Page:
I was genuinely delighted when Penguin Random House agreed to publish my latest food and travel adventure, Fed, White, and Blue. Not just because they are, of course, one of the finest publishers in the world, but also because it felt very much like I was coming home.
A little under thirty years ago, after the good Lord and I both decided that a life in the Episcopalian clergy was not for me, my first “proper” place of employment was as a sales associate in a small, short lived chain of bookshops owned by Penguin Books. It began a happy ten year association with the publisher that saw me move up through the ranks until I had gained the heady title of “Special Sales Manager,” a position which earned me my own little office, with its own coveted little window, in their London headquarters.
The majority of my time during that decade, however, was spent out on the road, as a sales representative for the Penguin Paperback list. It was a period which, even given some of the extraordinary adventures I have experienced in the last few years of travel around the world, still remains one of the most enjoyable of my career, and I still retain the fondest memories of my years servicing a select group of large bookstores in central London.
It was a job which not only tested my ability to consume gallons of tea (or “English Penicillin” as we call it back in Blighty) every day as I met with the managers of the book stores, but also gave me a true insight into the sharp end of the book business, which I think has served me well in my second life as an author.
As a sales person for Penguin, the notion of “author care” was drummed into me from the very beginning. My list of new books to sell each month was sizeable, but I was always well aware that every title I offered up to my customers represented the heart and soul of the author, and often years of hard work to bring the book to fruition. It was a mindset that I never forgot, whether I was selling a new title from a blockbuster author or a niche work from a specialist that would find its home in our midlist. I can promise that I always gave every effort to sell every book, and it is a mindset that I am delighted to say seems to be very much at the heart of the Penguin Random House philosophy today.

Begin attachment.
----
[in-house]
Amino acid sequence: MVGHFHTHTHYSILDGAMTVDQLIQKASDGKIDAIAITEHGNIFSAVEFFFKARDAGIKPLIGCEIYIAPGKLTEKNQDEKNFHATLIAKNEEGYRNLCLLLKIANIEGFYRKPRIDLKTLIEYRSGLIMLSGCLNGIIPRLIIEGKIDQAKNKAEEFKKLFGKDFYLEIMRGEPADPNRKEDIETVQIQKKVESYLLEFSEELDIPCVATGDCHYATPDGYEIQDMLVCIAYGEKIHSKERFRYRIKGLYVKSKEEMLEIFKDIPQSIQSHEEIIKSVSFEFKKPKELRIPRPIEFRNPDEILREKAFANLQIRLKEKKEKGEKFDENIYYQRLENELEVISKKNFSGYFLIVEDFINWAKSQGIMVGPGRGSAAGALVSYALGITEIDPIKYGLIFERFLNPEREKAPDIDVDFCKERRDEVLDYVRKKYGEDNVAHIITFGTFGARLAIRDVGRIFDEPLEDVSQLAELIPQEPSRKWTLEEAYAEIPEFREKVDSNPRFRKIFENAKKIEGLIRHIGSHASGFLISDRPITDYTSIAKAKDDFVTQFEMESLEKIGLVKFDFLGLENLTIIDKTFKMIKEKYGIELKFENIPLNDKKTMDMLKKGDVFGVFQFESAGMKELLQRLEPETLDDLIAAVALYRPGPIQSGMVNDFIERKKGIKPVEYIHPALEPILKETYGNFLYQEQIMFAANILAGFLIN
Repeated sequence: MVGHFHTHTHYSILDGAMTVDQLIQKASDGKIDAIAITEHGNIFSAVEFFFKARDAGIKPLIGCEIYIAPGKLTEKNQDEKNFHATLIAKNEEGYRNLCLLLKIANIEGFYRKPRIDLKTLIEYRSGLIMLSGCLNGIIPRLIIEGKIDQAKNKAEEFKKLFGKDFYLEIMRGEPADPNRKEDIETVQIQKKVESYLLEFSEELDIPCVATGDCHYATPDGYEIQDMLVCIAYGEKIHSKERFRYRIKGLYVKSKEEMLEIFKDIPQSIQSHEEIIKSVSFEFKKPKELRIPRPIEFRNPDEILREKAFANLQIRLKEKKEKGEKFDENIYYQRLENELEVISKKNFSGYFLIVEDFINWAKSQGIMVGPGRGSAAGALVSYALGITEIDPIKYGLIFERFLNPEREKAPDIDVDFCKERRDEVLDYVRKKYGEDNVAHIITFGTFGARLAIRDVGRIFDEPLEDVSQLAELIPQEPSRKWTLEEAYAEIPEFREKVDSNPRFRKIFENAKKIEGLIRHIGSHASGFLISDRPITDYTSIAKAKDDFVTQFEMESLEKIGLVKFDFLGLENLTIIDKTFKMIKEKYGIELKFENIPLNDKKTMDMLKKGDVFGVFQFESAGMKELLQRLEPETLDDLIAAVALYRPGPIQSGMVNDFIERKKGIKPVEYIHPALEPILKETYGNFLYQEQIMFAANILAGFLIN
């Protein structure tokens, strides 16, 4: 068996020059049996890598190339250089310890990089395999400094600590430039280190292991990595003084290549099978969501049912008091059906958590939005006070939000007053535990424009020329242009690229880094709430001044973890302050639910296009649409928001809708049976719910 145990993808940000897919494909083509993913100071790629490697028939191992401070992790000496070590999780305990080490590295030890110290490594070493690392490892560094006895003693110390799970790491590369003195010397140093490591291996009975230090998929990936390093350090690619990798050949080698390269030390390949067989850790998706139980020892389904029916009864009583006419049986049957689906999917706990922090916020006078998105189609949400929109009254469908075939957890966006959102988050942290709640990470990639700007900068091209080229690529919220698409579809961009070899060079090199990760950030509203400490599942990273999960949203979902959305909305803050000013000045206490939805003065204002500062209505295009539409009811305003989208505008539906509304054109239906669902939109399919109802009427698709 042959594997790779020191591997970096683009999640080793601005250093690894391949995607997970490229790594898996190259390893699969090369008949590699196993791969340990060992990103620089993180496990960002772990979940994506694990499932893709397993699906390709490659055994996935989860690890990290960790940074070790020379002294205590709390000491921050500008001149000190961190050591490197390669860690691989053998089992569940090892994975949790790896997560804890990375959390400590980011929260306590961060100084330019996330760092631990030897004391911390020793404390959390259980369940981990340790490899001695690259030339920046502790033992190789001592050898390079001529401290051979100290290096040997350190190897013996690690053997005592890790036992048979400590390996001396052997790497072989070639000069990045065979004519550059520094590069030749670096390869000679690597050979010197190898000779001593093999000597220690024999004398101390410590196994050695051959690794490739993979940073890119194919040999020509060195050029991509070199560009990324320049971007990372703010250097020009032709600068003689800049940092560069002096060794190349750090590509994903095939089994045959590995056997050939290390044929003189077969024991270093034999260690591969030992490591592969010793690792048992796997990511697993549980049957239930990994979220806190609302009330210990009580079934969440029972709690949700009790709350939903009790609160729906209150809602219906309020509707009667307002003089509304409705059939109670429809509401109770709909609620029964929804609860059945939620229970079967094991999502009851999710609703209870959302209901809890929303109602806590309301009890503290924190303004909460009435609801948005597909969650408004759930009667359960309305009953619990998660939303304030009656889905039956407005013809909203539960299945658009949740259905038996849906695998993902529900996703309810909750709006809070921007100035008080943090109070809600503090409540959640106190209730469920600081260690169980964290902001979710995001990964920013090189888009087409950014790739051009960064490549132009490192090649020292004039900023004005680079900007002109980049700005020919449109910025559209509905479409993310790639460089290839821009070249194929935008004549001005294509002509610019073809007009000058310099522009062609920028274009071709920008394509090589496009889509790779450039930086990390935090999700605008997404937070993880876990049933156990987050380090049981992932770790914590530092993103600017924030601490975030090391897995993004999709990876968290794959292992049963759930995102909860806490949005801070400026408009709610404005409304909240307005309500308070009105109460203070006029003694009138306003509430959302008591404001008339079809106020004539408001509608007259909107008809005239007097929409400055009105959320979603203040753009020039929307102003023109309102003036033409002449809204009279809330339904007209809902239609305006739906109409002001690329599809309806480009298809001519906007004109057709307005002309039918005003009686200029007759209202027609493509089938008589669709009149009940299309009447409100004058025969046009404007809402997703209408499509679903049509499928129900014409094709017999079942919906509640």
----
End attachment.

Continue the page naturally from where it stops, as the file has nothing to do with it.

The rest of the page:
I can also say that my time on the road has definitely helped me become a more involved author. Each new book I write is like my new baby, and I, of course, want everybody to admire it and for it to reach the widest audience possible. However, having spent so much time on the front line of book sales, I am also aware what a tough battleground it can be and that there are thousands of new books each month are fighting for the attention of customers.
I also know, after spending nearly twenty years of my life in the business, just how much the publishing landscape has changed. Now, more than ever, making a book a success depends on a joint effort between the authors, editorial, marketing, publicity and the sales teams. It takes, as they say “a village” to produce a good book, and I am thrilled that, with the publication of Fed, White, and Blue I am allowed to be a resident of one of the best villages in the business.
Like I said, it feels like coming home.